Friday, November 27, 2015

Instant Reactions: No. 2 Maryland 86, Rhode Island 63

The Maryland Basketball team finished its trip to Cancun with the sort of performance it needed heading toward the UNC game. Here's what you need to know.

The team plays Cleveland State at home in Maryland tomorrow on Saturday

No. 2 Maryland (5-0) played up to its ranking on Wednesday night for the first time, knocking off Rhode Island (3-2), 86-63. Here’s four quick thoughts...
(Photo: USA TODAY Sports)
A Comfortable Win
Must feel nice for Maryland fans. The Terps jumped out to a double-digit lead less than five minutes into the game and never looked back. The Rams brought the score within eight a couple of times, but after Jared Nickens hit a three off a feed fromRasheed Sulaimon with 10 minutes left in the first half, the Terps never allowed them to get within single-digits again. The lead expanded to 19 points in the first half -- 16 points heading into halftime -- and Maryland opened up the final period with four quick points to silence Rhode Island’s hopes of a comeback.
Simply put, this was easily the most complete game Maryland has played to date. This is what most expected when the Terps were given the top-five ranking heading into the year.
Trimble Sets the Tempo
This is still Melo Trimble’s team. He sets the tone for the game. When he’s tight, the rest of the team is tight. But when he’s loose -- like he was on Wednesday night -- his confidence and poise rubs off on his teammates.
For the first time all season, Trimble came out of the gates aggressive. Previously, he’d look for his teammates at first or the defenses would put such a big emphasis on guarding him that he’d be quiet. But the Rams -- who are strictly a man to man team -- played him straight up most of the night and Trimble ended the first half with 10 points (5-of-5 FGs), three assists and three steals. He capped off the half with a stepback jumper -- similar to the one last year against Michigan State, except nobody’s ankles were hurt in the process -- and went into the locker room flashing his trademark smile, which seemed to have disappeared at the beginning of this season.
That’s what Trimble looks like when he’s having fun. It’s also when he’s at his best. When analysts describe him, they simply say he’s a “basketball player” and that’s what he played like on Wednesday night. He didn’t think about whether he should be scoring or passing on each possession -- or whether he should be playing more like a point guard or shooting guard; instead he chose to dictate the game himself and do what he does best: get to the basket and make plays. As talented as his supporting cast is, Maryland’s at its best when the game runs through Trimble and for the first time all season, he put his mark on the game from the very start.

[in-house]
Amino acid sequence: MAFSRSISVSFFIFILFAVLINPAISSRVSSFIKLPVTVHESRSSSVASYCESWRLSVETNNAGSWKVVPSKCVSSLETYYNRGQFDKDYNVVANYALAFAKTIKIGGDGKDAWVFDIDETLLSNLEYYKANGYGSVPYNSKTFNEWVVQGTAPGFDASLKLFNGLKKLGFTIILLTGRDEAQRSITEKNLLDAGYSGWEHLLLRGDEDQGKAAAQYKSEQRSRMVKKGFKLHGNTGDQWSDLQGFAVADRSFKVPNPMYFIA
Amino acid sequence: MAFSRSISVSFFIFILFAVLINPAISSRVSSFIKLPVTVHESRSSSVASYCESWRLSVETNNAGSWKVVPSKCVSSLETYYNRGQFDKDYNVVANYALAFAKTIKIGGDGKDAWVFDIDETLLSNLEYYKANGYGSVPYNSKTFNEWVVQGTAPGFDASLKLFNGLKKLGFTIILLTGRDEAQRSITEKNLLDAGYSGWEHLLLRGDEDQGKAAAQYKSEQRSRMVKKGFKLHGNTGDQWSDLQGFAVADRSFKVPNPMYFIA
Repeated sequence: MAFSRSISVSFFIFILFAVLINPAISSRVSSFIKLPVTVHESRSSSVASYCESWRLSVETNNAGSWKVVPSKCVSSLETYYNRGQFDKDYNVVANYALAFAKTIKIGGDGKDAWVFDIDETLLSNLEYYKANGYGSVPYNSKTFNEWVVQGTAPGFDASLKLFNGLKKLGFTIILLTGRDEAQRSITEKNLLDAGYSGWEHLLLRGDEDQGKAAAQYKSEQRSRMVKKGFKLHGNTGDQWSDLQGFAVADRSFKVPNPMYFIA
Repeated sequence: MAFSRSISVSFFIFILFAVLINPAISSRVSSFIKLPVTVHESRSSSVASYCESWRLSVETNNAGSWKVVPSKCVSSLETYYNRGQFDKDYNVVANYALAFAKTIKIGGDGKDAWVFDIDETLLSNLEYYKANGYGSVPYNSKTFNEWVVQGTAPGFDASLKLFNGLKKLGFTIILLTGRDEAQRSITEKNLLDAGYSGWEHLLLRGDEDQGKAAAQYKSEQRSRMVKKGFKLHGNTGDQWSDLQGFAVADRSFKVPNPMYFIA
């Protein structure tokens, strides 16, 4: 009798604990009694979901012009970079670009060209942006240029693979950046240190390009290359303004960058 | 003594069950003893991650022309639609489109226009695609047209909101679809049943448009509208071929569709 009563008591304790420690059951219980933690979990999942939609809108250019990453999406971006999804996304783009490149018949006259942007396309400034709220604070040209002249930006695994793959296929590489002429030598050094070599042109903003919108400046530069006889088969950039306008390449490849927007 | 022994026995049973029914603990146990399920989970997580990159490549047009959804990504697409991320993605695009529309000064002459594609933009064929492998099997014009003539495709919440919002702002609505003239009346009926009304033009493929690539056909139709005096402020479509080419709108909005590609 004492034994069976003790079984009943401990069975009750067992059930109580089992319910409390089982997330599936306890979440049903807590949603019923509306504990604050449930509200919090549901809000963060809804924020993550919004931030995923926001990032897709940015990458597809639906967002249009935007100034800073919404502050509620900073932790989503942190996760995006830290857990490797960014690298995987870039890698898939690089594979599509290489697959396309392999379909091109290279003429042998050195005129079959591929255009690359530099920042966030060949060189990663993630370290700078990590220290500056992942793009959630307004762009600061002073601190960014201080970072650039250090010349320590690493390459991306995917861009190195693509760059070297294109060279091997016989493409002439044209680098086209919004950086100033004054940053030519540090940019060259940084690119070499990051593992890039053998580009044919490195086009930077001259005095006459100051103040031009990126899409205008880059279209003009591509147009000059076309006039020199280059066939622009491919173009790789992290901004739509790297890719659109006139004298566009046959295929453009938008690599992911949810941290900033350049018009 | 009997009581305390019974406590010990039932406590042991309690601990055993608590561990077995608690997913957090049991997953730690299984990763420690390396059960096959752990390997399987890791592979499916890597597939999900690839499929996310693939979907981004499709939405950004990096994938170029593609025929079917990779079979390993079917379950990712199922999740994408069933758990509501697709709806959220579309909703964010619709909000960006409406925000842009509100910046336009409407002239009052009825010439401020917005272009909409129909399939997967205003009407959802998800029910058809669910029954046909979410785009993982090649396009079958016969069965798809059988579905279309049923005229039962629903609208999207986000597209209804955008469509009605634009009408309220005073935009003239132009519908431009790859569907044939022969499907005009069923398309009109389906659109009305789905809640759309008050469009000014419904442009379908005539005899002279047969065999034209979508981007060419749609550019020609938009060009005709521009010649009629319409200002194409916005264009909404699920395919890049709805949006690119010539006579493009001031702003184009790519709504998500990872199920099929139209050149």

Trimble finished with 17 points (7-of-7 FGs), six rebounds, four assists, three steals and two turnovers.
The Terps' Best Player?
Robert Carter Jr. showed why some considered him the Terps’ best player over the summer; there’s not much he can’t do on the basketball court. In this game, he knocked down jumpers, drove to the basket, scored in the post, came up with steals and led the break and soared from out of nowhere to block shots.
Oh, and that was just in the game’s first 15 minutes. He later showed off his passing ability, as he did the other night against Illinois State when he found Damonte Dodd for two easy buckets.
And he did it against Hassan Martin, considered to be one of the most versatile defenders in the country. In theory, the 6-foot-7, 240 pound Martin -- who has a 7-foot-2 wingspan -- should be able to guard Carter Jr. as well as anyone. But the reality is, when Carter Jr. is on, he’s nearly impossible to defend.
That’s what he can do for Maryland: when the shot clock is winding down, he’s someone who can create a shot out of nothing. Turgeon has looked for a skilled power forward to spread the floor -- he tried to turn Evan Smotrycz into one -- and he finally has one in the Georgia Tech transfer.
Carter Jr. finished with 15 points (6-of-9 FGs), nine rebounds, three assists, three blocks and a steal.
No More Shooting Slump?
Coming into the championship game, Maryland was shooting 30 percent from three on the year and its worst shooting game -- a 5-22 performance against the Redbirds -- was still fresh in the memory.
But even though few play better perimeter defense than the Rams, the Terps were due to come out of their shooting slump. And they did. They shot ten of 17 from behind the arc.
Sulaimon (17 points) hit his first four from deep, Carter Jr. made one a hair behind the line and both Nickens and Layman came through with a pair after missing open shots the night before. Even freshman walk-on Andrew Terrell got into the mix with a late buzzer-beater.
Don’t expect the Terps to be this hot for the duration of the season, but this game does paint a better portrait of their shooting abilities than their three-point percentage coming into this game did.